Perhaps the most frustrating part of Louis Van Gaal’s tenure at Old Trafford is his refusal to play Ander Herrera when it seems like he’s just what they need right now. Is there any reason behind van Gaal’s chronic under use of the Spaniard?
Possibly, yes. But that’s all I’ll say about it.
David de Gea is a name I’m sure you’ve been asked about plenty of times in recent months, can United fans expect to see a resolution to his unnerving contract situation soon?
It looks like he will sign a new deal but, like with Cristiano Ronaldo, United fans should enjoy watching him while he’s still at the club. His girlfriend lives in Spain, he will (probably) have the chance to move back to his home city and play for one of the biggest clubs in the world. Playing Spanish football might even convince the blinkered Vicente del Bosque that De Gea is now a vastly superior goalkeeper than Iker Casillas.
Casillas, actually, once said “De Gea will retire us all” and that could prove to be true.
Two of the promising youth players in United’s first team squad this season, Tyler Blackett and Andreas Pereira are yet to commit their futures to the club, with both out of contract in the summer. Is the hold up in the deals coming more from the players or the club itself?
Van Gaal wants Blackett to commit but he effectively signed three left-backs in the summer which would suggest Blackett’s future is at centre-back, where he has never looked convincing. Paddy McNair has performed at centre-back and right-back and Van Gaal values versatility, which explains why he’s secured a new deal.
I was sceptical of Blackett at youth level and Birmingham fans booed him last season when he was on-loan there. His chance at United is more down to injuries and luck – Michael Keane and Tom Thorpe should feel aggrieved not to have the amount of appearances under their belt for United that McNair and Blackett have.
As for Pereira, I’m not convinced United are in a Pogba or Januzaj-style situation with him.
After beating Preston in the FA Cup this week, van Gaal’s men are considered the favourites in the competition which has seen Chelsea, Manchester City, Southampton and Spurs crash out already. Is the only realistic chance of silverware this season one that United can go on and win at Wembley?
Yes. Any chance United had of challenging for the title went when they won just two of their first six games. After the Swansea game, van Gaal said the result had “smashed their confidence” and it showed in the games against Sunderland and Burnley.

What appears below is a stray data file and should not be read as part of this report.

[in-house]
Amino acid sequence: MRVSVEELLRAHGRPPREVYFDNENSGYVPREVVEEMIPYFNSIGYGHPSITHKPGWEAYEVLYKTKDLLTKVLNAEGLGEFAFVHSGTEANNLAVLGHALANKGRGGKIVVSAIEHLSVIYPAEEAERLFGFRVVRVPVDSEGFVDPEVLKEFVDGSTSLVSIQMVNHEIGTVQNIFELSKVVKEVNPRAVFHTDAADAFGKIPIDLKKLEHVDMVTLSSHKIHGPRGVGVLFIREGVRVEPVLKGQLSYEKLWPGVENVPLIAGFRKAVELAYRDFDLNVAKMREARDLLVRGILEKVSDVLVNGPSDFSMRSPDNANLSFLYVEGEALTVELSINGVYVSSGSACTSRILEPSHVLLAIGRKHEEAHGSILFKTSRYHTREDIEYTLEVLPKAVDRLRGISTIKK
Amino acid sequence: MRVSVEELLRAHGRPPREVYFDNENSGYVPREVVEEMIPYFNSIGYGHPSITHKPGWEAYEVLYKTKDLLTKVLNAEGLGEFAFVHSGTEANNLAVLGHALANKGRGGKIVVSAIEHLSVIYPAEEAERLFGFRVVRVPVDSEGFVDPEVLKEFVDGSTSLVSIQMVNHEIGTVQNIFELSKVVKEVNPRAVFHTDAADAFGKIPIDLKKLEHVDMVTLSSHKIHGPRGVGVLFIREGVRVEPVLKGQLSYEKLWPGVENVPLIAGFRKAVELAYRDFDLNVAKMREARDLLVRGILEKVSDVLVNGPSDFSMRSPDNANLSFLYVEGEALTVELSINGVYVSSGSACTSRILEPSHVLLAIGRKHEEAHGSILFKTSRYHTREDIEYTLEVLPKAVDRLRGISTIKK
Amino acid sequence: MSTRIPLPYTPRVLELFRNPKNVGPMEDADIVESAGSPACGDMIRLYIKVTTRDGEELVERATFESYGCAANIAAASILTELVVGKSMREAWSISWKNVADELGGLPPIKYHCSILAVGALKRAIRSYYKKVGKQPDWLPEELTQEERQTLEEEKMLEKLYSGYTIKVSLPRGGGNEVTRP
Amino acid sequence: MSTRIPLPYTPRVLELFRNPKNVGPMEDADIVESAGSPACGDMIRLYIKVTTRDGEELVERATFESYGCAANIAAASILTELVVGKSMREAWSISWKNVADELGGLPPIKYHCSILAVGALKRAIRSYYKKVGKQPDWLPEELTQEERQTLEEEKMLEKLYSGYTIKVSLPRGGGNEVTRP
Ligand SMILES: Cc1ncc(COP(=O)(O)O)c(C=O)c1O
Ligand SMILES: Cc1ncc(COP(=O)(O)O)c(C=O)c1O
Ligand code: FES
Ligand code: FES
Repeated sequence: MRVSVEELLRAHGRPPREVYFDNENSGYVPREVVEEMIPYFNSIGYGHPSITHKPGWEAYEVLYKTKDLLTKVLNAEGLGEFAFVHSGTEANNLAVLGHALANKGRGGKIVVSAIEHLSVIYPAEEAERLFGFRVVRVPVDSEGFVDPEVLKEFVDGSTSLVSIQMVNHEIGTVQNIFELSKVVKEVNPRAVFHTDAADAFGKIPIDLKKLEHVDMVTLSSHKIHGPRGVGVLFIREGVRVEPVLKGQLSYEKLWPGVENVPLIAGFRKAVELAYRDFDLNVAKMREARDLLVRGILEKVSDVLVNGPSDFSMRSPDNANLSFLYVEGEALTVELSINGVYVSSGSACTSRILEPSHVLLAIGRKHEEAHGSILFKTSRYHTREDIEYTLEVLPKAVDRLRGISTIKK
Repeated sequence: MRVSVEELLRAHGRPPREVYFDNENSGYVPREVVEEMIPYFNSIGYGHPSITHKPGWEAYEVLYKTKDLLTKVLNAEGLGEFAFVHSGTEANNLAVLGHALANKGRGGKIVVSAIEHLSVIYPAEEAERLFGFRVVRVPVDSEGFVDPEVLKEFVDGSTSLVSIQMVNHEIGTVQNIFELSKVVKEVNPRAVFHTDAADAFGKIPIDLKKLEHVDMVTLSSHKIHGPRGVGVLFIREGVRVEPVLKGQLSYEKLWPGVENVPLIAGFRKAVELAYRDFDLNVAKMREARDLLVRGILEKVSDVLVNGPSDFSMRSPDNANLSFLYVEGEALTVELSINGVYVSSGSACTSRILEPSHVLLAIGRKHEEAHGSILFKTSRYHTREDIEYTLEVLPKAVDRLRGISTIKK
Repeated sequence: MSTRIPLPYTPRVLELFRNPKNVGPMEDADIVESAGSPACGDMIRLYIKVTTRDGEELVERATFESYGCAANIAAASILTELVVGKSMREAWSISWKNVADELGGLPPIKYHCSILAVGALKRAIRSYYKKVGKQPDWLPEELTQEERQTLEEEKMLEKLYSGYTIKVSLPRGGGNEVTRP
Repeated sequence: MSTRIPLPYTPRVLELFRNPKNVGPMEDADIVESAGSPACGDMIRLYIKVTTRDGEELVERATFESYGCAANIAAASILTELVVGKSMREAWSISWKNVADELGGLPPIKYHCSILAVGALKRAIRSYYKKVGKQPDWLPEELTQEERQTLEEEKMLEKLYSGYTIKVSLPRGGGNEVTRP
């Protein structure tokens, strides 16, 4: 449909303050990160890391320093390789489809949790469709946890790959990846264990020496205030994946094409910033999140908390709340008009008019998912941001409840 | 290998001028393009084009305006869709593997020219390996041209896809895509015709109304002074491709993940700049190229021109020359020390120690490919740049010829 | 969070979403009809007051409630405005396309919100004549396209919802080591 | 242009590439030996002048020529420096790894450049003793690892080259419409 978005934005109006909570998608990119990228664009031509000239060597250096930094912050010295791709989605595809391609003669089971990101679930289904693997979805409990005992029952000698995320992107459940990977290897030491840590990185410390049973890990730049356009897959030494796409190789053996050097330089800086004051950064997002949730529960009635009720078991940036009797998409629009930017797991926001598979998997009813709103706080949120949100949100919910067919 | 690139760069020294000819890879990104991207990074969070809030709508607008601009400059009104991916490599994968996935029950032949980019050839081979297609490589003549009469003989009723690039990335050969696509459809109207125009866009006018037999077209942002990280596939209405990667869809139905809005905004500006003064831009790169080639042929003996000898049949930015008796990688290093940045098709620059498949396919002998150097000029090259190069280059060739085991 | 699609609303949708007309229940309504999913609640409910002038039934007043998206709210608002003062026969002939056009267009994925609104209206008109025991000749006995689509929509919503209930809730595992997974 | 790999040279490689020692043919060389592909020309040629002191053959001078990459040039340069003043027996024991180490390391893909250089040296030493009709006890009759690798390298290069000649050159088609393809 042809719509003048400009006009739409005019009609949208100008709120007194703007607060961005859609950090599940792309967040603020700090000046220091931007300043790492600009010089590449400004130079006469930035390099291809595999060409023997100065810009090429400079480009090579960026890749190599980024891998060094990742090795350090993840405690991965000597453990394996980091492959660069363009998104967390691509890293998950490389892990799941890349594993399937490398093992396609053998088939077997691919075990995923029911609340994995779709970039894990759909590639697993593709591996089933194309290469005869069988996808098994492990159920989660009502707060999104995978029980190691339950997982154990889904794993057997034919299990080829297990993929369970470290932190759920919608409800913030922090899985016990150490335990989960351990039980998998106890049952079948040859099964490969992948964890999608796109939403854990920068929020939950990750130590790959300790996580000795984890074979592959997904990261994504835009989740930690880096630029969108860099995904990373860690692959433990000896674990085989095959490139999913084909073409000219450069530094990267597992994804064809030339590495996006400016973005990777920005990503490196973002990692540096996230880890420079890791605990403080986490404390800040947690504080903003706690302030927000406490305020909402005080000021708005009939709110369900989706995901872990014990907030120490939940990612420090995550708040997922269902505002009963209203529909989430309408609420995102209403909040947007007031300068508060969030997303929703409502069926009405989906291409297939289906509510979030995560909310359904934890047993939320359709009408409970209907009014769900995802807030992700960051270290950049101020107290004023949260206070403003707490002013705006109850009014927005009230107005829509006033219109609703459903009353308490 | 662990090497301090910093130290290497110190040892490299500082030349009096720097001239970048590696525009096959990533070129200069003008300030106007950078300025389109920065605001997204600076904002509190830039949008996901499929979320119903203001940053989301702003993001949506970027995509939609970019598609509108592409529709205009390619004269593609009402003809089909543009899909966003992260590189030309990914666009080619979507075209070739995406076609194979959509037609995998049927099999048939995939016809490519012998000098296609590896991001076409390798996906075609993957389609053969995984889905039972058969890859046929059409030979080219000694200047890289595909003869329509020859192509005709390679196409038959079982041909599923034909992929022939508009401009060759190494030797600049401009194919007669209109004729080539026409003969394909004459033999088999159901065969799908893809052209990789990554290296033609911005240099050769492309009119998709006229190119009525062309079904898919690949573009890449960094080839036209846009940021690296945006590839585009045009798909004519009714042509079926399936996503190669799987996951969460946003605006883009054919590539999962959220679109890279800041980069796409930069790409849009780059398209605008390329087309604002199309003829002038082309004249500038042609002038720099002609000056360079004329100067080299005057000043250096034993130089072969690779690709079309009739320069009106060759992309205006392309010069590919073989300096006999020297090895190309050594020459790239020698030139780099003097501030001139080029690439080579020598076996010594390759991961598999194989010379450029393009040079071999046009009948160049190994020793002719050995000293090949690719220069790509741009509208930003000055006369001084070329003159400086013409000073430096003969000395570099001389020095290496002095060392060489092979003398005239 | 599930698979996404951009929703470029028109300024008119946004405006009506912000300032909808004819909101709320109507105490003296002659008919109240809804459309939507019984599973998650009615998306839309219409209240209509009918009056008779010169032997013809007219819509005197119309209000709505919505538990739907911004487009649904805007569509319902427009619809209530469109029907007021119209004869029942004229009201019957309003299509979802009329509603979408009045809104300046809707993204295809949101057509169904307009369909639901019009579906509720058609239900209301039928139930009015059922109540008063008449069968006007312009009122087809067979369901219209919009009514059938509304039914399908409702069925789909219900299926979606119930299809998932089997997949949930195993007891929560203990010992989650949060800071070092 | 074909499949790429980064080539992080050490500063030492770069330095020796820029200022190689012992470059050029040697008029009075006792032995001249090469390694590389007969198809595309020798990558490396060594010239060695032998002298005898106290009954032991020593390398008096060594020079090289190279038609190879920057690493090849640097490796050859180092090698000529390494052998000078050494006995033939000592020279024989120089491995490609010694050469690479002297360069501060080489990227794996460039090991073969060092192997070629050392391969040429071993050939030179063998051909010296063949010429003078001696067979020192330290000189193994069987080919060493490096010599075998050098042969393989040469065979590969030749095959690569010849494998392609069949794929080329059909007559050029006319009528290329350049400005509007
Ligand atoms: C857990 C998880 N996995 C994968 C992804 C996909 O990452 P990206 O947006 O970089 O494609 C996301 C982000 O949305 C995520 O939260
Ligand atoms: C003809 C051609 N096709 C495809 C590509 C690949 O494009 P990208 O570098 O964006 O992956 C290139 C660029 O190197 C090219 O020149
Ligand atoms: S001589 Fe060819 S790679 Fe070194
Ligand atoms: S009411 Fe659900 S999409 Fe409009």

Despite not being too active in the January transfer market this season, there’s an expectation from the fans for the club to spend big for the second summer running this year. Are the noises from Old Trafford suggesting this could be the case?
I’d expect United to spend close to, if not exceed, the £100m mark. They need a right-back, a centre-back and a midfielder at the very least. If Falcao doesn’t sign permanently they’ll be in the market for a striker, too, so it’ll be another active summer.
Finally Samuel, it’s well past the self-set three month judging period for Louis Van Gaal at Manchester United, what do you make of his spell so far?
Ambivalent. For all the justifiable gripes about the style of football, this time last year United began February by losing to Stoke, drawing with Fulham by sending in 81 crosses and played for a draw at Arsenal – three results that effectively ended their chances of a top four finish.
Under van Gaal, United are winning games they’d have lost under Moyes, they have a fantastic chance of winning a trophy and, despite some strong competition, should finish in the top four. No team has jumped from seventh to champions in successive years since Everton in the mid-80s and I highly doubt any sussed United supporter thought a title challenge was realistic this season.
Van Gaal is making mistakes and some strange decisions. Before United appointed him, he had not managed at club level for over three years and sometimes it’s shown (Antonio Valencia got a THREE-YEAR contract). United’s approach has been remarkably similar to the Netherlands’ style at the World Cup which is risky due to the glaring difference between knockout and league football.
One of United’s problems is they don’t have a senior enough figure to question Van Gaal, either. Albert Stuivenberg was the Netherlands’ Under-21 manager before he joined Van Gaal’s staff and Giggs, despite his playing career, is a coaching novice who looks miserable without his Class of ’92 coterie (and Phil Neville).
Carlos Queiroz wasn’t everyone’s cup of tea but there was something admirable about his ability to coax Ferguson into adopting different approaches, which eventually led to a Champions League win. Rene Meulensteen and Mike Phelan lacked Queiroz’s strong-mindedness and I’m not sure the two Champions League final defeats to Barcelona would have been surrendered so meekly if Queiroz was still Ferguson’s No.2.
Van Gaal sounds and acts like a United manager, which is important, but the football is moribund, pragmatic and – whisper it – against Burnley every player was brought back to defend a corner.
We want to extend our thanks to Samuel Luckhurst for having a chat with us. You can follow him on Twitter here.